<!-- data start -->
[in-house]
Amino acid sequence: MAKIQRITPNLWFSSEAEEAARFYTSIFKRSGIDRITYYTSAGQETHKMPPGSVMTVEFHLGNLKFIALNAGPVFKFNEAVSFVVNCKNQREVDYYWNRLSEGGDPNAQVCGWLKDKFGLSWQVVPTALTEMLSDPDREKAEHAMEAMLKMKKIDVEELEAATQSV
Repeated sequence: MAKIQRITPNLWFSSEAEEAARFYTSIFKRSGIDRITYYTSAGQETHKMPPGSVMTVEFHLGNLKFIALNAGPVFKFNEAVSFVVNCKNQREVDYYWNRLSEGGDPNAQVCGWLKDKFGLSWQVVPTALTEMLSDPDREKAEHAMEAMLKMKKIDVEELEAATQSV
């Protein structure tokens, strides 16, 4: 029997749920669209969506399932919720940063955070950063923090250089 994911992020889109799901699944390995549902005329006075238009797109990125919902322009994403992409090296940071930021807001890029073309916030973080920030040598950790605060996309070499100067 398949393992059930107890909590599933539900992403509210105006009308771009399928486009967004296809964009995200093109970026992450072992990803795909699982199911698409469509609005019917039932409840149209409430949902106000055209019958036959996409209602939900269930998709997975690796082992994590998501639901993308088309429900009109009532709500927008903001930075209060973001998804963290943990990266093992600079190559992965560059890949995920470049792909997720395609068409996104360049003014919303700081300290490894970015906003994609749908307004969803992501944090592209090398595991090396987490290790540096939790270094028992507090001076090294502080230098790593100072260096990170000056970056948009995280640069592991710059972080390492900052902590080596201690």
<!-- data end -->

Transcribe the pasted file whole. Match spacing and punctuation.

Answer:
[in-house]
Amino acid sequence: MAKIQRITPNLWFSSEAEEAARFYTSIFKRSGIDRITYYTSAGQETHKMPPGSVMTVEFHLGNLKFIALNAGPVFKFNEAVSFVVNCKNQREVDYYWNRLSEGGDPNAQVCGWLKDKFGLSWQVVPTALTEMLSDPDREKAEHAMEAMLKMKKIDVEELEAATQSV
Repeated sequence: MAKIQRITPNLWFSSEAEEAARFYTSIFKRSGIDRITYYTSAGQETHKMPPGSVMTVEFHLGNLKFIALNAGPVFKFNEAVSFVVNCKNQREVDYYWNRLSEGGDPNAQVCGWLKDKFGLSWQVVPTALTEMLSDPDREKAEHAMEAMLKMKKIDVEELEAATQSV
């Protein structure tokens, strides 16, 4: 029997749920669209969506399932919720940063955070950063923090250089 994911992020889109799901699944390995549902005329006075238009797109990125919902322009994403992409090296940071930021807001890029073309916030973080920030040598950790605060996309070499100067 398949393992059930107890909590599933539900992403509210105006009308771009399928486009967004296809964009995200093109970026992450072992990803795909699982199911698409469509609005019917039932409840149209409430949902106000055209019958036959996409209602939900269930998709997975690796082992994590998501639901993308088309429900009109009532709500927008903001930075209060973001998804963290943990990266093992600079190559992965560059890949995920470049792909997720395609068409996104360049003014919303700081300290490894970015906003994609749908307004969803992501944090592209090398595991090396987490290790540096939790270094028992507090001076090294502080230098790593100072260096990170000056970056948009995280640069592991710059972080390492900052902590080596201690």